FORT MYERS, Fla. — Even though NESN broadcaster Jerry Remy’s health is sound right now, the risk of being exposed to coronavirus means he will skip part of the Red Sox’ season-opening road trip later this month.
Remy has survived multiple bouts with cancer, his latest cropping up in August 2018 when a tumor was discovered in his lung.
He is cancer-free, but given his medical regimen and history, he followed his doctor’s “strong suggestion” and will skip the Red Sox’ three-game series in Baltimore March 30-31 and April 1.
“I talked with Dr. [Larry] Ronan [Monday] and with all this going on, he feels that travel wouldn’t be the best thing for me right now,” said Remy, who requires immunotherapy treatment every three weeks and a combination of vaccine and immunotherapy treatment, as well as a CT scan, every three months. “With all my underlying conditions, they don’t want me getting sick somewhere else other than at Mass General. They don’t want me quarantined somewhere and I can’t get back to Mass General, where they would really want me.”
Remy was not on the schedule for the season-opening series in Toronto March 26-29, and he was also scheduled to miss the second road trip to Seattle and Oakland, April 9-15.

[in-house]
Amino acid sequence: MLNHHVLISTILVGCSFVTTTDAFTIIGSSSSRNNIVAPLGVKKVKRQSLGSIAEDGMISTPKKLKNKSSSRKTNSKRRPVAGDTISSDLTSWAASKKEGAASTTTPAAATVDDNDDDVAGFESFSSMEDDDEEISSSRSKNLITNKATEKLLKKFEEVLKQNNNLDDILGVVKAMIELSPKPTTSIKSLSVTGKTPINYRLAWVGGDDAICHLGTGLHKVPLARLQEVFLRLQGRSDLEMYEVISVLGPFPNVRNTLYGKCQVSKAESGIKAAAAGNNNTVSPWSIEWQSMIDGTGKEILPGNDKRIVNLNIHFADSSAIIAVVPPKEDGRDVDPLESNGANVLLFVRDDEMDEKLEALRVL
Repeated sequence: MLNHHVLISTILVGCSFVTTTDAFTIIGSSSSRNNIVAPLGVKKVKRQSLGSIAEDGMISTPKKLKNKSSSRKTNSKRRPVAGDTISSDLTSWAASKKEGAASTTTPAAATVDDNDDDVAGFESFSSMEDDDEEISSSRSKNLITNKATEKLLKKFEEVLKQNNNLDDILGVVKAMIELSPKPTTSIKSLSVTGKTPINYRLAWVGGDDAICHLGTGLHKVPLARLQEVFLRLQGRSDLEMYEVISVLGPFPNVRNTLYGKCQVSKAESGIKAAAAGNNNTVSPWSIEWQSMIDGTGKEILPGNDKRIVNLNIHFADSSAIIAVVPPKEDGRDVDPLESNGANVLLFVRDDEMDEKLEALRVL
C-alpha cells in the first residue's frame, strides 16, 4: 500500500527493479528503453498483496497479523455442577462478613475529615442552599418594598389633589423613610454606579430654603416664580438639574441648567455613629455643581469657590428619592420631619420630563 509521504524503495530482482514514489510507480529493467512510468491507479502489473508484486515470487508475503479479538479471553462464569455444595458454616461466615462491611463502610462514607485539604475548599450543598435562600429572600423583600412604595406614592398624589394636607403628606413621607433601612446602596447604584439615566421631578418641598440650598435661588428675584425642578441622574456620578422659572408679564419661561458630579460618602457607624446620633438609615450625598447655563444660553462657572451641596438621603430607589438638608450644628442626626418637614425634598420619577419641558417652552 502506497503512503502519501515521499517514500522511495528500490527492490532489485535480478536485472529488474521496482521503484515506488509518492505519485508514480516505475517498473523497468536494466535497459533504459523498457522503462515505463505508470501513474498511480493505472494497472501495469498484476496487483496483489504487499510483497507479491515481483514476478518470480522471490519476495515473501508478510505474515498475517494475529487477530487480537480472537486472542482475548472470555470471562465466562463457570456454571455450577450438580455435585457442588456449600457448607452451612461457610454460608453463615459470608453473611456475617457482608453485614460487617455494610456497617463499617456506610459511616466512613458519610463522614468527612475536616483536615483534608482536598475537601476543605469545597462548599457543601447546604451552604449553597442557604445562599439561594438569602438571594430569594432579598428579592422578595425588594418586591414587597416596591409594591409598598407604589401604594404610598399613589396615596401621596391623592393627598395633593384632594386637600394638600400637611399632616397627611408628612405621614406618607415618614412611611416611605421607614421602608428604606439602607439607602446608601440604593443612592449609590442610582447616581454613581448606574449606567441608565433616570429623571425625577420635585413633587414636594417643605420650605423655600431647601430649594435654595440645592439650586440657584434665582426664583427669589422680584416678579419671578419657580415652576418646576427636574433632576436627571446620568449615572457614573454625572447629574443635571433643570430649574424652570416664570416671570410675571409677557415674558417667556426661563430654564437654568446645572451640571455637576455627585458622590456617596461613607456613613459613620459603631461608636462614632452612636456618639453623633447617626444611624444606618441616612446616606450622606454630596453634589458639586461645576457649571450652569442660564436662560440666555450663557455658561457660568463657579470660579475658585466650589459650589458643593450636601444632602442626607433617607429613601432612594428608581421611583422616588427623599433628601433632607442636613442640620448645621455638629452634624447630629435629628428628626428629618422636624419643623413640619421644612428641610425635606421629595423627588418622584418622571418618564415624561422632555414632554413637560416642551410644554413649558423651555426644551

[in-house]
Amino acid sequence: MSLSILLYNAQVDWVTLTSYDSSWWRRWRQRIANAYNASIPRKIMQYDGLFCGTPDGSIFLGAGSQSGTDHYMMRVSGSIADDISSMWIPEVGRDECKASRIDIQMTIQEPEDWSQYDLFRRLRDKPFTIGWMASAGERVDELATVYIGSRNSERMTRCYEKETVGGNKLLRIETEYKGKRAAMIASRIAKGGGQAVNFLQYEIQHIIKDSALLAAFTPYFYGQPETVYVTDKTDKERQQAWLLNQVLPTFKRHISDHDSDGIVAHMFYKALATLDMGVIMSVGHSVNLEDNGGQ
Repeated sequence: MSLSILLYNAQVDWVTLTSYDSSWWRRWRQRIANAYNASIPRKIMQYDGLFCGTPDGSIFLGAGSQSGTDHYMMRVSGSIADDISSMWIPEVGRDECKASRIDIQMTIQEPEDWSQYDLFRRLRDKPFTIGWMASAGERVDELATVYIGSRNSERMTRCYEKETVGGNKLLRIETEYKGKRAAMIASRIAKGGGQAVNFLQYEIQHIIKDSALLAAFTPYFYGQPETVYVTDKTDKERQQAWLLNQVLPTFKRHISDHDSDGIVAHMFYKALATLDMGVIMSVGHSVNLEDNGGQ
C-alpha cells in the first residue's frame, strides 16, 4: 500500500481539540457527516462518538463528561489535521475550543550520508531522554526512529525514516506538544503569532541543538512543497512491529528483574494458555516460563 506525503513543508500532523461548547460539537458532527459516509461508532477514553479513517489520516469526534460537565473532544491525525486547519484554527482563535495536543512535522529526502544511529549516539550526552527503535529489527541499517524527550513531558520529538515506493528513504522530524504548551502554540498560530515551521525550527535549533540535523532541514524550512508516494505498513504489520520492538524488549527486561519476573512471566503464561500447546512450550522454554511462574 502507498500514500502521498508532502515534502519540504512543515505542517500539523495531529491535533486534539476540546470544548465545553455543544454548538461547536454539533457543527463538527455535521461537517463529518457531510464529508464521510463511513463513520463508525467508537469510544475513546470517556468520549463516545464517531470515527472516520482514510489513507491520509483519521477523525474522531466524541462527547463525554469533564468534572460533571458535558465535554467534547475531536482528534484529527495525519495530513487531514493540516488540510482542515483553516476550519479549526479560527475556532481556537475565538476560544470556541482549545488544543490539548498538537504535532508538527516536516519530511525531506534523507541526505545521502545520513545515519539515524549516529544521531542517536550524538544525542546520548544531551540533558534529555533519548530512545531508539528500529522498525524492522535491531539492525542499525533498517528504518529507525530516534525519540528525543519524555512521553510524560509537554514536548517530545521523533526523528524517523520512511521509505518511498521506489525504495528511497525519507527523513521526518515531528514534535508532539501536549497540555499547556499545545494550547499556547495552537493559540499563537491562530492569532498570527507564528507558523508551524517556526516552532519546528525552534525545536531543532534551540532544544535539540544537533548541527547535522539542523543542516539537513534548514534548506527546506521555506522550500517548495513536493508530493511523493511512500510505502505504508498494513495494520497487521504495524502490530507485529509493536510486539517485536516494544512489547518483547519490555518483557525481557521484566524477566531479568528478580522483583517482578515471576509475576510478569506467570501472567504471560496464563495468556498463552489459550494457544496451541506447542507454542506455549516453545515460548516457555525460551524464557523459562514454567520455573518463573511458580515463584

If coronavirus does not affect the Red Sox schedule, Remy will be at Fenway Park for the season opener on April 2.
“It sucks, but it is what it is,” said Remy. “It always bothers me to miss games. But if it’s only three, that’s fine. If the thing goes on and on and I have to miss more trips, that’s going to really bother me. But you have to take your health, that’s obviously No. 1. You can’t control this stuff. You see how it’s affecting things here already. You wonder what it’s going to be like a month from now, but you just don’t know. All I can do is, temporarily at this point, say that I will not do the Baltimore series and I’ll be off the road for six weeks and then we’ll reassess what the virus is doing and go from there.”
Remy’s next scheduled trip is to Minneapolis and Toronto at the end of April.
Overall, Remy’s outlook is positive.
“My CT scans have been great for 14 months, so whatever they’ve done has been working, it’s great,” he said. “Even with that, you can’t put yourself at risk with all this craziness going on.”